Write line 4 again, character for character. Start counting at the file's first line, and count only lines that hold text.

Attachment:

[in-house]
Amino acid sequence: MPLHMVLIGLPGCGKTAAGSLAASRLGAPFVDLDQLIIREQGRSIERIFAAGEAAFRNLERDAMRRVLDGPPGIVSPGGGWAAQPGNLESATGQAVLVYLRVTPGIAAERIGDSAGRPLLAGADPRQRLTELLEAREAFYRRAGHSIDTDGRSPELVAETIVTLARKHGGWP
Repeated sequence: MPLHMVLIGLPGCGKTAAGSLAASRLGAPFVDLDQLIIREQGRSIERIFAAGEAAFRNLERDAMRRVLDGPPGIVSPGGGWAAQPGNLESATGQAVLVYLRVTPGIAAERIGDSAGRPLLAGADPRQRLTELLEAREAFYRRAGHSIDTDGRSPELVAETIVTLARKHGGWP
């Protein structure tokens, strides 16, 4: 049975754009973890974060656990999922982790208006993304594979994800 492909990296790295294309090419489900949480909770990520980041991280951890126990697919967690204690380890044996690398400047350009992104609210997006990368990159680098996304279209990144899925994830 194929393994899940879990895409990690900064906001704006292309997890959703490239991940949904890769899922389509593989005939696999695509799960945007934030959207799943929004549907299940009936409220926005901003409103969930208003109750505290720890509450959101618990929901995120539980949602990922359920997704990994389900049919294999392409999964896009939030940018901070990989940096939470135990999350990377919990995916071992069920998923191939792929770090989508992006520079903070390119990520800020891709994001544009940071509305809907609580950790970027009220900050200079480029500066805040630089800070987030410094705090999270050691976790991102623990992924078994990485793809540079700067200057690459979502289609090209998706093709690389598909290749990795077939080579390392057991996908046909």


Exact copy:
């Protein structure tokens, strides 16, 4: 049975754009973890974060656990999922982790208006993304594979994800 492909990296790295294309090419489900949480909770990520980041991280951890126990697919967690204690380890044996690398400047350009992104609210997006990368990159680098996304279209990144899925994830 194929393994899940879990895409990690900064906001704006292309997890959703490239991940949904890769899922389509593989005939696999695509799960945007934030959207799943929004549907299940009936409220926005901003409103969930208003109750505290720890509450959101618990929901995120539980949602990922359920997704990994389900049919294999392409999964896009939030940018901070990989940096939470135990999350990377919990995916071992069920998923191939792929770090989508992006520079903070390119990520800020891709994001544009940071509305809907609580950790970027009220900050200079480029500066805040630089800070987030410094705090999270050691976790991102623990992924078994990485793809540079700067200057690459979502289609090209998706093709690389598909290749990795077939080579390392057991996908046909």